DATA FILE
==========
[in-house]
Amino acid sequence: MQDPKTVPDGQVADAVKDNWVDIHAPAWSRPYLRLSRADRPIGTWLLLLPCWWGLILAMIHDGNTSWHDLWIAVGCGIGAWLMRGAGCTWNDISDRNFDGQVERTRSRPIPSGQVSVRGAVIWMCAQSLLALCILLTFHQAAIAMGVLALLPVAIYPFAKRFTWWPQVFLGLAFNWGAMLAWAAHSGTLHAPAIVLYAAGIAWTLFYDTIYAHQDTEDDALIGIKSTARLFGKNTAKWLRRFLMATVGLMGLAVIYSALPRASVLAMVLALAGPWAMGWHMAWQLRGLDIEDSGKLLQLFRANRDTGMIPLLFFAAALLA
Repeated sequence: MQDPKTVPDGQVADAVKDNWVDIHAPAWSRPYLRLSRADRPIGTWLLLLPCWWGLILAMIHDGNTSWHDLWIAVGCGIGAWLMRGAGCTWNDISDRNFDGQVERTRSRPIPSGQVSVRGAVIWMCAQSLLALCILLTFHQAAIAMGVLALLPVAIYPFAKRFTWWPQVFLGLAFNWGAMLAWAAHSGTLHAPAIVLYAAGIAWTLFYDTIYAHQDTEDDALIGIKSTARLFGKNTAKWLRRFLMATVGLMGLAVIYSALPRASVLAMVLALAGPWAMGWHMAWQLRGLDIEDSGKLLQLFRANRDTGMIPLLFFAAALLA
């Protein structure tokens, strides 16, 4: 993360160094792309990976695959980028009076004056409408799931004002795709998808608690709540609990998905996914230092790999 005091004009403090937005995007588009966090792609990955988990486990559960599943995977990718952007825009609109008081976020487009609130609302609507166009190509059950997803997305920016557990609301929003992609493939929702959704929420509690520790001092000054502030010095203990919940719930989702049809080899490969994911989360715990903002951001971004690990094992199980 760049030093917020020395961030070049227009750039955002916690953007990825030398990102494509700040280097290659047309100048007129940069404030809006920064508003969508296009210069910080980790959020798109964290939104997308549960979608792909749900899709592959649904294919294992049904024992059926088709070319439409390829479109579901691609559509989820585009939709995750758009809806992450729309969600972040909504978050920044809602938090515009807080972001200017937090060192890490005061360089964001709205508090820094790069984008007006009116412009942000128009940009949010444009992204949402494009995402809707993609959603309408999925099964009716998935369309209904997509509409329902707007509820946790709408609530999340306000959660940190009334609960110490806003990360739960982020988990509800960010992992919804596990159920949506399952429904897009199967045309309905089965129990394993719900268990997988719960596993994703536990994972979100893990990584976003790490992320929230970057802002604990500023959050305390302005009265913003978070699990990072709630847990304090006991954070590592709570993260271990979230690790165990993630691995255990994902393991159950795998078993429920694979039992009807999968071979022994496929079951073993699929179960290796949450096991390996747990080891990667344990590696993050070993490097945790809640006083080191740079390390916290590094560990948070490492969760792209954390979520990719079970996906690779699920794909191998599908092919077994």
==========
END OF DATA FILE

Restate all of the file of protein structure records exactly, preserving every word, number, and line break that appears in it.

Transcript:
[in-house]
Amino acid sequence: MQDPKTVPDGQVADAVKDNWVDIHAPAWSRPYLRLSRADRPIGTWLLLLPCWWGLILAMIHDGNTSWHDLWIAVGCGIGAWLMRGAGCTWNDISDRNFDGQVERTRSRPIPSGQVSVRGAVIWMCAQSLLALCILLTFHQAAIAMGVLALLPVAIYPFAKRFTWWPQVFLGLAFNWGAMLAWAAHSGTLHAPAIVLYAAGIAWTLFYDTIYAHQDTEDDALIGIKSTARLFGKNTAKWLRRFLMATVGLMGLAVIYSALPRASVLAMVLALAGPWAMGWHMAWQLRGLDIEDSGKLLQLFRANRDTGMIPLLFFAAALLA
Repeated sequence: MQDPKTVPDGQVADAVKDNWVDIHAPAWSRPYLRLSRADRPIGTWLLLLPCWWGLILAMIHDGNTSWHDLWIAVGCGIGAWLMRGAGCTWNDISDRNFDGQVERTRSRPIPSGQVSVRGAVIWMCAQSLLALCILLTFHQAAIAMGVLALLPVAIYPFAKRFTWWPQVFLGLAFNWGAMLAWAAHSGTLHAPAIVLYAAGIAWTLFYDTIYAHQDTEDDALIGIKSTARLFGKNTAKWLRRFLMATVGLMGLAVIYSALPRASVLAMVLALAGPWAMGWHMAWQLRGLDIEDSGKLLQLFRANRDTGMIPLLFFAAALLA
């Protein structure tokens, strides 16, 4: 993360160094792309990976695959980028009076004056409408799931004002795709998808608690709540609990998905996914230092790999 005091004009403090937005995007588009966090792609990955988990486990559960599943995977990718952007825009609109008081976020487009609130609302609507166009190509059950997803997305920016557990609301929003992609493939929702959704929420509690520790001092000054502030010095203990919940719930989702049809080899490969994911989360715990903002951001971004690990094992199980 760049030093917020020395961030070049227009750039955002916690953007990825030398990102494509700040280097290659047309100048007129940069404030809006920064508003969508296009210069910080980790959020798109964290939104997308549960979608792909749900899709592959649904294919294992049904024992059926088709070319439409390829479109579901691609559509989820585009939709995750758009809806992450729309969600972040909504978050920044809602938090515009807080972001200017937090060192890490005061360089964001709205508090820094790069984008007006009116412009942000128009940009949010444009992204949402494009995402809707993609959603309408999925099964009716998935369309209904997509509409329902707007509820946790709408609530999340306000959660940190009334609960110490806003990360739960982020988990509800960010992992919804596990159920949506399952429904897009199967045309309905089965129990394993719900268990997988719960596993994703536990994972979100893990990584976003790490992320929230970057802002604990500023959050305390302005009265913003978070699990990072709630847990304090006991954070590592709570993260271990979230690790165990993630691995255990994902393991159950795998078993429920694979039992009807999968071979022994496929079951073993699929179960290796949450096991390996747990080891990667344990590696993050070993490097945790809640006083080191740079390390916290590094560990948070490492969760792209954390979520990719079970996906690779699920794909191998599908092919077994």